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North Carolina Cherokee Take Steps to Preserve Language

North Carolina Cherokee Take Steps to Preserve Language

North Carolina Cherokee Take Steps to Preserve Language

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Six young children - four girls and two boys - sit on the floor looking up at their teacher seated in a chair. An older woman with streaks of gray in the long, straight hair pulled back from her face, she holds up flashcards with colors and words spelled out in distinctive lettering. Her students are learning Cherokee, the language of their ancestors, but a language many of their own parents didn't speak as children.

A difficult language for adults to learn

"I'm still learning. I'm a second language learner," says Renissa Walker, who is in charge of the language, history and cultural preservation program for the Eastern Band of Cherokee Indians.

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"It's a very, very difficult language. In Cherokee, there are so many verb tenses and tones and inflections." Cherokee also has a unique syllabary with 85 characters, each representing a syllable. It was created by a tribal member, Sequoyah, and adopted by the Cherokee in 1825.

Walker says, like many languages, Cherokee is not always easily translated. "There are appropriate ways of Cherokee living that are embedded into the language," she says. She fears those ways of Cherokee living are being lost, because the Cherokee don't use the language in everyday living.

Like Walker, Michell Hicks, principal chief of the Eastern Band of Cherokee Indians, is among those adults learning Cherokee. "My grandmother was fluent. My dad understands. He speaks some, but he only taught in bits and pieces, so that is how I learned." Chief Hick says he's still learning, and although he isn't fluent he does know quite a few phrases.

Chief Hicks has made language instruction a priority of his administration. The tribe estimates there are 300 fluent speakers among the population of 14,000. The majority are under five or over 50, like Renissa Walker's mother, Myrtle Driver.

The most important part of being Cherokee

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"I think the most important part of being Cherokee is the language," Driver says. "When I speak my own language, I'm speaking from the heart. When I'm speaking English, from here." Driver brings her finger to her temple as she says this.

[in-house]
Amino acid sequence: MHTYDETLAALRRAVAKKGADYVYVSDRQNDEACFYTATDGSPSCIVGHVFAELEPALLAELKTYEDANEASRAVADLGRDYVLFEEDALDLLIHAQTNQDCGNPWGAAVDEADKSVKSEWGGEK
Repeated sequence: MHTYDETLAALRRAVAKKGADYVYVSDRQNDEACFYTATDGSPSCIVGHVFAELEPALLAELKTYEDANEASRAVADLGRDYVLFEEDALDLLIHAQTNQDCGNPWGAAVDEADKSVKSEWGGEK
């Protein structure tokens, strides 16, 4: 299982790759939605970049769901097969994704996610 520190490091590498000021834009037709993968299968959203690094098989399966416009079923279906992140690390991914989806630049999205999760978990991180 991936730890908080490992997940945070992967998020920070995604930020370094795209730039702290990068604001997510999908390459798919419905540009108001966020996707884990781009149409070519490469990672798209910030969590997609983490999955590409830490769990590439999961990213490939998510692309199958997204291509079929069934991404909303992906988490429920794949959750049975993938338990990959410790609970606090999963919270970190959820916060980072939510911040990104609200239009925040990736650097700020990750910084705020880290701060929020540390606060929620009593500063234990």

Driver was raised by her grandparents, who would not allow her to speak English in the home. Her daughter Renissa was raised by a white family. Driver says, at the time, it seemed the best choice for both her and her daughter, even though she wanted her to know about her Cherokee heritage.

"In order for me to go to school so I could provide for my children, I had to put her with a trustworthy foster home, and she liked it." Driver says her daughter, who moved back to the community as a teenager, had a far better education growing up with a white foster family.

But schools have improved on the reservation. A 1988 law gave American Indian tribes the authority to establish casinos on their lands. Some of the money that comes from the Eastern Band of Cherokee Indian's casino is funneled into education, including language classes.

Literature for future generations

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When she thinks of the young children learning Cherokee today, Myrtle Driver is optimistic about the future of her tribe and its language. To ensure that generations to come would have literature to read in their language, she translated into Cherokee a portion of Charles Frasier's novel Thirteen Moons. It tells of the forced migration of the Cherokee people in 1838. Over 4,000 died on the journey. The Eastern Band of Cherokee Indians are descendants of those who remained behind, hidden in the Blue Ridge Mountains.

Although Frazier is white, Driver says, "He wrote it as if he experienced it." One day, she says, the young children learning Cherokee through immersion classes will read that account of the Trail of Tears, "and they will read it in the Cherokee way, as if grandma were sitting there telling them what actually happened."

They will read it with their hearts as well as their minds.